BySungki Hong , Devin Werner
When it comes to startups, public attention has mostly focused on household names:
Great founders are necessary for the success of startups, of course. But just like any established firm, a startup also needs workers for its underlying operations. The question is: How many?
For this article, we analyzed the average number of employees working at startups in the U.S. between 1994 and 2019 (the earliest and latest years available in our sample). Our analysis also extends to the seven states in the Eighth Federal Reserve DistrictThese seven states are Arkansas, Illinois, Indiana, Kentucky, Mississippi, Missouri and Tennessee. Arkansas is the only state entirely in the Eighth District, with the other states split among districts. Nevertheless, we conduct our analysis on these seven states in total, since we use state-level data. and various representative industries.
Such analysis allows us to follow up on our previous article, which found that the proportion of workers hired by startups (the startup employment share) has declined over time. Analyzing average startup size allows us to see whether this decline comes from a relative drop in the number of startups, the relative size of startups or both.
The data sources for this study, as in our previous study, are the Business Employment Dynamics (BED) program and the Quarterly Census of Employment and Wages. Both are published by the U.S. Bureau of Labor Statistics and cover around 97% of all wage and salary civilian employment in the country. The data set contains information about firm age“Firm age” is the age of the firm’s oldest establishment, in which “establishment age” is defined as the difference between the current year and the first year the establishment reported positive employment. and firm size,“Firm size” is the number of employees registered under a firm, whether full time or part time and whether temporary or permanent. We specifically looked at “average size,” which is the average of employment in March of the reporting year and employment in March of the previous year. This means that a single individual holding multiple jobs would likely be counted multiple times. in which “firms” are legal businesses issued an employer identification number by the IRS. Startups are defined as establishments tied to a firm that is less than a year old.It is probably more intuitive to think of a “startup” as the new firm itself, and not its establishment(s). However, our sources lack the necessary firm-level data to do so, so we defined “startups” at the establishment level instead. A quick analysis of a related data set (the BED project)—which has both firm-level and establishment-level data—shows that the vast majority of new firms open with only one establishment each, so the two definitions can be viewed as roughly interchangeable.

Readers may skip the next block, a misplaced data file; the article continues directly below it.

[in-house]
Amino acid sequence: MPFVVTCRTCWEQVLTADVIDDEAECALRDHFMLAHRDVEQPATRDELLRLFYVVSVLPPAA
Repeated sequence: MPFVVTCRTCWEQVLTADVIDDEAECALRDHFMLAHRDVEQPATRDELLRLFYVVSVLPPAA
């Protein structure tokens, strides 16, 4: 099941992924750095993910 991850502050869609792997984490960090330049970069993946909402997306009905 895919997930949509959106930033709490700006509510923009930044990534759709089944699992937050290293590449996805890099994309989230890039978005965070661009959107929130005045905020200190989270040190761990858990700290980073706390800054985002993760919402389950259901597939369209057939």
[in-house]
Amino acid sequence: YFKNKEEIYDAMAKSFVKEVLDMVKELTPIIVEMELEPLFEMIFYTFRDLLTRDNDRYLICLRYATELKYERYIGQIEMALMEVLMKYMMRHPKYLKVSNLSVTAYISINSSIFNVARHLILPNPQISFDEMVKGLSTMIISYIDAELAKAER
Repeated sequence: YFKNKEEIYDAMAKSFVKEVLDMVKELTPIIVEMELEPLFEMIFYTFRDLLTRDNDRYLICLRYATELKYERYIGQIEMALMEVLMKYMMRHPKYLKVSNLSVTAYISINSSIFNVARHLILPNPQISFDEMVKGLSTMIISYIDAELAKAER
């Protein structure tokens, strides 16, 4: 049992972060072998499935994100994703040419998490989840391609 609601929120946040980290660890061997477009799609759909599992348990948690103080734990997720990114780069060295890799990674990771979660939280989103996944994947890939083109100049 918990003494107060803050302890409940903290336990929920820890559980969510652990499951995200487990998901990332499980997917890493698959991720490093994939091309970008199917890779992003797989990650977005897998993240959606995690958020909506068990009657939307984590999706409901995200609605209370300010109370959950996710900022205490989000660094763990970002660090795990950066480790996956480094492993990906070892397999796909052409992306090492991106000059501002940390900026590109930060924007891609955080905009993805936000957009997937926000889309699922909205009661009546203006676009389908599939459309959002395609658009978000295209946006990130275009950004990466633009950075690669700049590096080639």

Figure 1 displays national and regional statistics of startup size between 1994 and 2019.
It is immediately clear that the average startup size has been steadily declining in the U.S. throughout the sample period. A startup had five employees on average in 1994, but only four in 2019. This might seem small in absolute terms, but average startup size has shrunk by 20% in percentage terms. Interestingly, the decline is linear and smooth, suggesting that this trend was not much affected by booms or busts in the economy.This downward trend in startup size mirrors a similar trend in establishments across the board. Across all firm ages, average establishment size declined from about 16 people in 1994 to 14 people in 2019, though the decline is much less linear.
Figure 1 also plots the average startup size for each of the seven states in the Eighth District and for the District itself. The District average closely follows the national trend. In 1994, startups had a mean size of around 5.5 in 1994, or slightly higher than the national average. Over the sample period, the number converged to the national level at around four employees in 2019.